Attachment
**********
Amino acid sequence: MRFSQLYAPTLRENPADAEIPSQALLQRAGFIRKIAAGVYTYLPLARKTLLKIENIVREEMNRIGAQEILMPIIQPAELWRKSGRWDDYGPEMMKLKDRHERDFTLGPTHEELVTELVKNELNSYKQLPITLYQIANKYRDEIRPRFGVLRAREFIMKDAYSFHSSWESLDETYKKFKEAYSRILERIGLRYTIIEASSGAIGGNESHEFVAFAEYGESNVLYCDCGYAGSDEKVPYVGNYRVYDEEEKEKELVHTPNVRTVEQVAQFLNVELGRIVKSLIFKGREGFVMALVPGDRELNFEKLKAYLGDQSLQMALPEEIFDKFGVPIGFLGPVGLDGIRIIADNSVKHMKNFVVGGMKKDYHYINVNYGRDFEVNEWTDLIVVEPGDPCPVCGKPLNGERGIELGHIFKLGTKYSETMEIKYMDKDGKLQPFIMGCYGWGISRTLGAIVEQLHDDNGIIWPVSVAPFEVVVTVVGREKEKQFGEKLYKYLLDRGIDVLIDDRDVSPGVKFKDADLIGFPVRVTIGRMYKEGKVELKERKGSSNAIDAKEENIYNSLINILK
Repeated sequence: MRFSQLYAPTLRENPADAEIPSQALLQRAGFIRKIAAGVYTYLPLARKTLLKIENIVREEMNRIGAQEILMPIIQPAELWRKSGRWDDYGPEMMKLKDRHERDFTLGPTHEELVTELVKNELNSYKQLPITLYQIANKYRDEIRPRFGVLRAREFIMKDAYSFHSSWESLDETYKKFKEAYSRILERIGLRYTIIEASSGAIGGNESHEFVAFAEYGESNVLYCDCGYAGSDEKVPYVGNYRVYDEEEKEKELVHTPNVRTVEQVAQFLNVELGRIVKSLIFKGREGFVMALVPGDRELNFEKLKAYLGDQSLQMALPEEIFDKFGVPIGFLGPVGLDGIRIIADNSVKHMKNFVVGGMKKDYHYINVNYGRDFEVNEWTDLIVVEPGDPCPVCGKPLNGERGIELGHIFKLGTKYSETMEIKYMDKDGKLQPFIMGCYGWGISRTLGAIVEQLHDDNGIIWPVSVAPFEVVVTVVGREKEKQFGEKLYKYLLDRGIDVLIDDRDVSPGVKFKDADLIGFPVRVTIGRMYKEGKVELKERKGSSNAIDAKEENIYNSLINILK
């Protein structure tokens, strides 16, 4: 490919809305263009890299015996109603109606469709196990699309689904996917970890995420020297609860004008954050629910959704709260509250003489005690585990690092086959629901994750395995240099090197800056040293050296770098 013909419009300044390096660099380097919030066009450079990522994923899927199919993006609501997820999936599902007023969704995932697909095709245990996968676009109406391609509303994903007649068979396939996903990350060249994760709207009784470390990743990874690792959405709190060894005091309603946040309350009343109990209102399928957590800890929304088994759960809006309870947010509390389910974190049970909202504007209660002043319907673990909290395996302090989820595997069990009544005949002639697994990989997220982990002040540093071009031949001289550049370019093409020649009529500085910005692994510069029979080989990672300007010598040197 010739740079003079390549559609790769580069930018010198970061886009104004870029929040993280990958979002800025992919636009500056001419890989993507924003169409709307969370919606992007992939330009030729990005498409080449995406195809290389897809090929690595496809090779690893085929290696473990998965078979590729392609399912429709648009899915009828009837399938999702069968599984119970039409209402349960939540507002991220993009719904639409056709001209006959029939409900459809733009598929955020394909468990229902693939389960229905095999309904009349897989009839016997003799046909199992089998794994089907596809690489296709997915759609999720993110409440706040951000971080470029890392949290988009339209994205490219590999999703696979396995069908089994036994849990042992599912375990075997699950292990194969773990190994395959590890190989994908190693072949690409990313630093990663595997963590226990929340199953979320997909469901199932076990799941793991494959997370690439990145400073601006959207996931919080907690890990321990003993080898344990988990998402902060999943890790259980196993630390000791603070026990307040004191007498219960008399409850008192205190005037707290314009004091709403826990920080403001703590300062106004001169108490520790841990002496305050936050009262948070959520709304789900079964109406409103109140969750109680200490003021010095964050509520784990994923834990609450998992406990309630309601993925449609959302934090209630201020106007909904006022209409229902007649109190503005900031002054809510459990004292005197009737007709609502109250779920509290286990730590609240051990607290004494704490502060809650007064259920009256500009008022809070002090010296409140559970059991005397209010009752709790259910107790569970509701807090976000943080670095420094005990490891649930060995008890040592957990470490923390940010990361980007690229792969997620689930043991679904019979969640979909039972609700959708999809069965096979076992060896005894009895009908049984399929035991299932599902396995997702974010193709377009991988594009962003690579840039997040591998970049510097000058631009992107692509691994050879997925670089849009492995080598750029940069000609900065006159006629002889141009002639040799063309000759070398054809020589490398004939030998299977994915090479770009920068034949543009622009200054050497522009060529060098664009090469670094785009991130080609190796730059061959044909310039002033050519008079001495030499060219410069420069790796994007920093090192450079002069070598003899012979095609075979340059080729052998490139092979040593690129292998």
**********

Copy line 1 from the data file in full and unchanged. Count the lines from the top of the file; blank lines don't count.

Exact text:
Amino acid sequence: MRFSQLYAPTLRENPADAEIPSQALLQRAGFIRKIAAGVYTYLPLARKTLLKIENIVREEMNRIGAQEILMPIIQPAELWRKSGRWDDYGPEMMKLKDRHERDFTLGPTHEELVTELVKNELNSYKQLPITLYQIANKYRDEIRPRFGVLRAREFIMKDAYSFHSSWESLDETYKKFKEAYSRILERIGLRYTIIEASSGAIGGNESHEFVAFAEYGESNVLYCDCGYAGSDEKVPYVGNYRVYDEEEKEKELVHTPNVRTVEQVAQFLNVELGRIVKSLIFKGREGFVMALVPGDRELNFEKLKAYLGDQSLQMALPEEIFDKFGVPIGFLGPVGLDGIRIIADNSVKHMKNFVVGGMKKDYHYINVNYGRDFEVNEWTDLIVVEPGDPCPVCGKPLNGERGIELGHIFKLGTKYSETMEIKYMDKDGKLQPFIMGCYGWGISRTLGAIVEQLHDDNGIIWPVSVAPFEVVVTVVGREKEKQFGEKLYKYLLDRGIDVLIDDRDVSPGVKFKDADLIGFPVRVTIGRMYKEGKVELKERKGSSNAIDAKEENIYNSLINILK